It isn’t bold to approve tall buildings; it’s what developers want to build to maximize their investment. We will need to be bold to limit intensification to avoid the negative impacts. The risk is that by following the easy path, we will lose our community character.

What’s at stake:

alton-petitionThe city is sending the message that it’s open for developments beyond the Official Plan/Zoning, so long as they conform to the tall building guidelines. Consider the Thomas Alton Boulevard application for two 19-storey towers, along with towns, on land zoned for 10 storeys. Staff recommended (and council approved; I did not support) that staff  prepare an Official Plan/Zoning amendment to allow the development subject to certain conditions, including design changes that align with the tall building guidelines. Staff wasn’t proposing a reduction in height.

This creates uncertainly in our community about what our neighbourhoods will look like.

The downside of intensification:

Missing from the discussion of tall buildings and intensification is the downside. We stand to lose important community features like green space and community character. Once it’s gone, it’s hard to recover.

Here’s a summary of the arguments used to justify overintensification, along with an alternative perspective:

  • “We need “intensification” to conform to provincial legislation.” A recent council workshop on intensification provided population projections and showed we can meet and exceed our growth requirements within existing Official Plan and Zoning provisions. The same is true downtown, an urban growth centre, with a requirement to provide a minimum 200 people or jobs per hectare. We are just over half way there, and can meet the balance of  growth requirements under the existing Official Plan & Zoning provisions, according to the staff report on the Martha St. proposal (pg 32).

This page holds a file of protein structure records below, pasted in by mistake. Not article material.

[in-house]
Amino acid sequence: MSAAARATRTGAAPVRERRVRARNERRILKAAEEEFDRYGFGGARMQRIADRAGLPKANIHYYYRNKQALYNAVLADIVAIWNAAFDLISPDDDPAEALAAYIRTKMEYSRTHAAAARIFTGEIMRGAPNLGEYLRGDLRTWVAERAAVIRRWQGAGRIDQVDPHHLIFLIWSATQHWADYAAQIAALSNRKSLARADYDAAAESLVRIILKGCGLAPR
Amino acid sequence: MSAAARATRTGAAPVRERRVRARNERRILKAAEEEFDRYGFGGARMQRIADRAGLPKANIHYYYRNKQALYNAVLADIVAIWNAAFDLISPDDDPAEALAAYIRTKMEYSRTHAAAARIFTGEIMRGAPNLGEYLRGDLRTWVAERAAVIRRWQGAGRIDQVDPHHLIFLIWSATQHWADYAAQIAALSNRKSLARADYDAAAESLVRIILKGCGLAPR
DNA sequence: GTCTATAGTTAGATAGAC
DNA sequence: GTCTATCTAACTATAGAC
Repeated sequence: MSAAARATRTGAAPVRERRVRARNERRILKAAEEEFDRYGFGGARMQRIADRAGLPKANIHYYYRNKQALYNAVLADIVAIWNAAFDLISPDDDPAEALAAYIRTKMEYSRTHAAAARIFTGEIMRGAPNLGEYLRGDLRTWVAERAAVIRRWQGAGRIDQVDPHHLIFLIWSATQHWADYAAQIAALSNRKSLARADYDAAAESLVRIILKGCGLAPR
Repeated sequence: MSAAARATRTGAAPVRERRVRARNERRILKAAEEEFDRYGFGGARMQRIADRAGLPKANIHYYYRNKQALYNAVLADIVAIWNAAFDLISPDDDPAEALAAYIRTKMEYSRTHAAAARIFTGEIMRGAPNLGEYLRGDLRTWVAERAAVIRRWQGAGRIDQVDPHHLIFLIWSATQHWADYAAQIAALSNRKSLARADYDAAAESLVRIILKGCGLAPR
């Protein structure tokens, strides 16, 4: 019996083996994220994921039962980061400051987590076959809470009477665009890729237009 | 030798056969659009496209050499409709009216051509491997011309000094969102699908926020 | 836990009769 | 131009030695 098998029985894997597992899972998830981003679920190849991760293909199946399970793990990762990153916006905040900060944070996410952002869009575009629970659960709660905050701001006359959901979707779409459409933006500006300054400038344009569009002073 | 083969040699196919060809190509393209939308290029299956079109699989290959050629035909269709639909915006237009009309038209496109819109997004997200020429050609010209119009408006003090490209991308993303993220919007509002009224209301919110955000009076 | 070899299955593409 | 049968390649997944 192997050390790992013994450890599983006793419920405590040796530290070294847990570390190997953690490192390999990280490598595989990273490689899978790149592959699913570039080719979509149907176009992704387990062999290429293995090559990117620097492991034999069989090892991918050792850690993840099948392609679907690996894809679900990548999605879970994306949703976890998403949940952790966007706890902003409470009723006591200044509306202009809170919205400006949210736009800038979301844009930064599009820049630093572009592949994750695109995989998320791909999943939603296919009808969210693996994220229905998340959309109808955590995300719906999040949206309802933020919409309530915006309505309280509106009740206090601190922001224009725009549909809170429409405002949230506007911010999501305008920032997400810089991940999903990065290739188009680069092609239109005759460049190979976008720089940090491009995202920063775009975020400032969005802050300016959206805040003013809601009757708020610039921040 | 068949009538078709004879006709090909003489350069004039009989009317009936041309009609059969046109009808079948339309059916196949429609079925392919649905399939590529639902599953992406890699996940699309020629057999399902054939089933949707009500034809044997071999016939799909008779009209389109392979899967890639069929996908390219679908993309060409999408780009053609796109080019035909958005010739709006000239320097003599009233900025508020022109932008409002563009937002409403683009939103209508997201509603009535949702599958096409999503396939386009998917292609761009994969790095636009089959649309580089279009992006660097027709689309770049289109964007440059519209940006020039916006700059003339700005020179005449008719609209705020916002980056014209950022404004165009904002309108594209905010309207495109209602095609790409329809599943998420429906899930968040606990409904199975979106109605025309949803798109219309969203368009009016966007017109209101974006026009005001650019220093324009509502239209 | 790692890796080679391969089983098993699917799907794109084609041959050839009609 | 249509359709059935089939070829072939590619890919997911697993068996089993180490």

• “We need intensification to support transit and other amenities.” Transit works best with a minimum of 50 people per hectare, according to the Ministry of Transportation’s publication Transit Supportive Guidelines (pg. 21). We’re at double that density downtown. Our downtown business community also includes 430 retail offerings. More growth, in keeping with our existing planning/zoning is welcome, but we don’t need overintensification to support transit or other amenities.
  • “We need intensification to give us affordable housing.” Generally, highrise units are cheaper than single family homes, but that’s not the case with newer developments in the downtown. Most of our existing downtown highrises attract downsizing empty nesters who can afford the prices. A recent development approved for Caroline/ John/ Maria/ Elizabeth streets was supposed to provide affordability as a community benefit, but that was renegotiated from about 73% of units to roughly 27%. Council approved this 6-1 – I didn’t support the change. Further, tall buildings cause land prices to escalate, such that building a diversity of housing – mid-rise, towns, semis or singles – are harder to build because land is now more expensive. Our single family homes will escalate out of reach for many families (already happening), potentially driving families out of the core. Overall diversity and affordability in housing – something we are trying to achieve in our Official Plan – is eroded with each new tall building. We could lose our “small-town” unique feel in our downtown.

A better approach:

Where do we go from here? The interim tall building guidelines will go out for public consultation, if approved at council Oct. 3. It won’t be enough to tinker with the setbacks (6m or 7m?), podium design, size of floor plate or distance between towers (do we even want several towers on a parcel or block?).

Here are three suggestions for a better way to proceed with our discussions of intensification and tall buildings: